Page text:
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Format: Kindle Edition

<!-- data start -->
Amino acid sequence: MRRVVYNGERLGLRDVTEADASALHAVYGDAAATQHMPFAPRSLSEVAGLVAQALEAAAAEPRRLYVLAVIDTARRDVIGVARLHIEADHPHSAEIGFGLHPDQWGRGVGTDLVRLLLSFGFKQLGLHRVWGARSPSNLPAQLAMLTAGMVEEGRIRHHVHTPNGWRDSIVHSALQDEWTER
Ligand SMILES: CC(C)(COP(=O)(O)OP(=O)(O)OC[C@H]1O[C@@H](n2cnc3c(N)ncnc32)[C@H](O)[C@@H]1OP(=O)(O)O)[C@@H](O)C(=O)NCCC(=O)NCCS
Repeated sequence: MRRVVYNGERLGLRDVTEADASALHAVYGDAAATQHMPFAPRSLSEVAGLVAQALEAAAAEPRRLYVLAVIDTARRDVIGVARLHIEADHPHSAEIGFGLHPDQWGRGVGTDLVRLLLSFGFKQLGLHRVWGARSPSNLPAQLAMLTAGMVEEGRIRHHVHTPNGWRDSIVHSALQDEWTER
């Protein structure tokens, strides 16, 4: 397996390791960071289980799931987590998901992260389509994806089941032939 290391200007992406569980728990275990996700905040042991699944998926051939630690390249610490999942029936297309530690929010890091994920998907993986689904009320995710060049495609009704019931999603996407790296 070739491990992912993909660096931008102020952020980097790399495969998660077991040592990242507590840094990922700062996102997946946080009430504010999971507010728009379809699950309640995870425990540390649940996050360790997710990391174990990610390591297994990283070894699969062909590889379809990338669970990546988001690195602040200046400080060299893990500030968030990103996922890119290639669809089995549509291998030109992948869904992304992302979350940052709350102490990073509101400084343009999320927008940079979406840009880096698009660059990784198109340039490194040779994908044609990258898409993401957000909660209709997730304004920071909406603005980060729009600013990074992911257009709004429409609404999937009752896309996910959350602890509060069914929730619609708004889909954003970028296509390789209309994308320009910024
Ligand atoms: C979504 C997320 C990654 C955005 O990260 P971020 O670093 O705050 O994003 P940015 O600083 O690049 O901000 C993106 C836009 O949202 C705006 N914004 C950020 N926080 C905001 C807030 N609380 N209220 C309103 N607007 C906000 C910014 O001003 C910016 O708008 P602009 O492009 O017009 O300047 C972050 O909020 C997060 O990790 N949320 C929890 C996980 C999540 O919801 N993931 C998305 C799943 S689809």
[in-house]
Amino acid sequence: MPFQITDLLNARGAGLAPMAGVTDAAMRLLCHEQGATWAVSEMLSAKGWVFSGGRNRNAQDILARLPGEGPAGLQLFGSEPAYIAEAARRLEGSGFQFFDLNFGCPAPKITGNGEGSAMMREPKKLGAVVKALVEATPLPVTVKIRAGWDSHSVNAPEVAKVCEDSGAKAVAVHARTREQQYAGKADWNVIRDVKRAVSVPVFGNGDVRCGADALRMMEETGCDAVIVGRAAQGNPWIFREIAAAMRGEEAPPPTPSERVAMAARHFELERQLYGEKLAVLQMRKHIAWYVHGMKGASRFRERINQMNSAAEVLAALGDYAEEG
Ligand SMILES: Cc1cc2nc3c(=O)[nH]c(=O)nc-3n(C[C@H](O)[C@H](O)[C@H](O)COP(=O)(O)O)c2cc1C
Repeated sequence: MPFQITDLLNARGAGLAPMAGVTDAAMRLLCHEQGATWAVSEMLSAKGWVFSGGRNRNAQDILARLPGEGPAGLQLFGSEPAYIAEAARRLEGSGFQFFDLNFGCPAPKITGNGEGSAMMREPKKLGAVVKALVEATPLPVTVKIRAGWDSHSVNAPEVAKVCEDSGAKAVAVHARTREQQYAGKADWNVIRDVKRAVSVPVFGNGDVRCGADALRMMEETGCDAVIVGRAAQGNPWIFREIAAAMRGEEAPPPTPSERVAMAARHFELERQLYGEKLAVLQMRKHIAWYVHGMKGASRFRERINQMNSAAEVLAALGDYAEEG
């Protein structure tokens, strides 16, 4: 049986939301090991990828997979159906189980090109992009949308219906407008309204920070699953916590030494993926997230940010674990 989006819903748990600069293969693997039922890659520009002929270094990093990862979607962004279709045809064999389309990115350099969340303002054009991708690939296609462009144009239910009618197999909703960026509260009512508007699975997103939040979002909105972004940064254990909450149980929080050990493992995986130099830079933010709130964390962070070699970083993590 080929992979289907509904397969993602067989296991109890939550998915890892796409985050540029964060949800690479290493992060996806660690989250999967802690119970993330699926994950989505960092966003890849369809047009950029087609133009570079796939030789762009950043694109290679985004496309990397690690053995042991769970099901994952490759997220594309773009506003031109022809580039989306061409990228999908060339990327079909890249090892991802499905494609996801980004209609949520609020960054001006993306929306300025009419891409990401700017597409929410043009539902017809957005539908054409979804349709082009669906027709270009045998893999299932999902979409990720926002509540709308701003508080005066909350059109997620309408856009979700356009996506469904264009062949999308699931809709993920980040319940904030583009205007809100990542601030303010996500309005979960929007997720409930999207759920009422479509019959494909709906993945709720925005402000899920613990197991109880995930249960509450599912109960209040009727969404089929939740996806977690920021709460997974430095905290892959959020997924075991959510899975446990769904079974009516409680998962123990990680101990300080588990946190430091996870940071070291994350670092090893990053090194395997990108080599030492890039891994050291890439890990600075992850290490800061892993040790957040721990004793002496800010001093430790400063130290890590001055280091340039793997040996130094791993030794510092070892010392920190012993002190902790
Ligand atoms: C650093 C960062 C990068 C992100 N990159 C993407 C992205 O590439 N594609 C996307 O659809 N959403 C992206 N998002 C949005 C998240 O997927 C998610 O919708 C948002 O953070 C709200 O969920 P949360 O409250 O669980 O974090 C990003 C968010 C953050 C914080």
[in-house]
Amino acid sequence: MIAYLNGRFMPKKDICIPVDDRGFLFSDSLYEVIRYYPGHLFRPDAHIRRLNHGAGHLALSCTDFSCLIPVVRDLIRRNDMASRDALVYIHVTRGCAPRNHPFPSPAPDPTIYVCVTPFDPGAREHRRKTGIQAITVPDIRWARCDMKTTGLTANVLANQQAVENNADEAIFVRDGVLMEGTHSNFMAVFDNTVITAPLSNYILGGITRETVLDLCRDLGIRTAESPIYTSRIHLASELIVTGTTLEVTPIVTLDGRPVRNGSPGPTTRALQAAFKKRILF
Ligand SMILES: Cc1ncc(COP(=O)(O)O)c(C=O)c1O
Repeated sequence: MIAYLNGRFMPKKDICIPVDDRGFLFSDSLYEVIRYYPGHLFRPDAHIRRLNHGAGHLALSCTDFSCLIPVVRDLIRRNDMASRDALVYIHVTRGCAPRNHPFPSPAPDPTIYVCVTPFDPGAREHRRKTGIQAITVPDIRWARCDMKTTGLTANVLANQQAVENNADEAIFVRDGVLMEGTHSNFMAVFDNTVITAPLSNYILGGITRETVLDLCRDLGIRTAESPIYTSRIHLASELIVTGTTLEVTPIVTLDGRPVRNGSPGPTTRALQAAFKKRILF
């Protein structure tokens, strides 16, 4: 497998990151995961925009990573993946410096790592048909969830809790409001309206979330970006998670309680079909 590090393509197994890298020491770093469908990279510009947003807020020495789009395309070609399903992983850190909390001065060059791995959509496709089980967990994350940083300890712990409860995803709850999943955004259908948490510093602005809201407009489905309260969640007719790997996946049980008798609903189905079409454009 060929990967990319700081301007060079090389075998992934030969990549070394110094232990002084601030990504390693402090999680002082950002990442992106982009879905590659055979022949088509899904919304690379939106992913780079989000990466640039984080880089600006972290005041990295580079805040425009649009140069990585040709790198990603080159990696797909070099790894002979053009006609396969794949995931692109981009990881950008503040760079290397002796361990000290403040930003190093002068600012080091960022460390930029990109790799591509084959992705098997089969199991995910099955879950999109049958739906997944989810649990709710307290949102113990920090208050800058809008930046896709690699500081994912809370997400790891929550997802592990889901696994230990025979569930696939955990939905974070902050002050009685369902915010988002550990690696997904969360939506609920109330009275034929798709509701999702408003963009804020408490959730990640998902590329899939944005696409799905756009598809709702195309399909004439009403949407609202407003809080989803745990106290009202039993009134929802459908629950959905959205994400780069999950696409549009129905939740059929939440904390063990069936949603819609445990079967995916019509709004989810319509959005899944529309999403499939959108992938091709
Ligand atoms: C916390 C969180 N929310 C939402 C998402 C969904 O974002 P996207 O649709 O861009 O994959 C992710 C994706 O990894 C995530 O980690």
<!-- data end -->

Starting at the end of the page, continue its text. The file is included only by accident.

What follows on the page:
Taylor has plagued this book with 'info dumping' that is overloading the reader with information that is either not necessary to the story or that reads like a page from a history book, a basic mistake for even amateur writers of historical fiction. Alas there seems to be little good historical fiction around these days, Taylor in fact is the lesser of two evils when we compare his writing to Conn Iggdulen's 'Emperor series' (at least Taylor has done his research and is historically accurate). But here principally is where he fails as a writer of fiction. The characters and events feel like they are merely there to relay the history of Rome or quote from the classical texts e.g "as my tutor Titus Livius once said - (copy and paste from an online source of Livy's history of Rome - end quote" applause from the people surrounding the character and a smug smile from Mr Taylor himself knowing he has used an actual historical text, a direct quotation into his work of fiction! How clever! How novel! How...dull once it is done over and over ad nauseum. Indeed we have the absurd situation where characters directly relay to one another, like actors in a play, information that the character already knows, breaking the illusion that this scene is real. For example one of the characters says to Lucius, "the plague that devastated Rome - the plague that killed your mother Chrystheme" as if the character could forget his own mother dying, or her name or the fact that Rome was currently being devastated by plague.Read more ›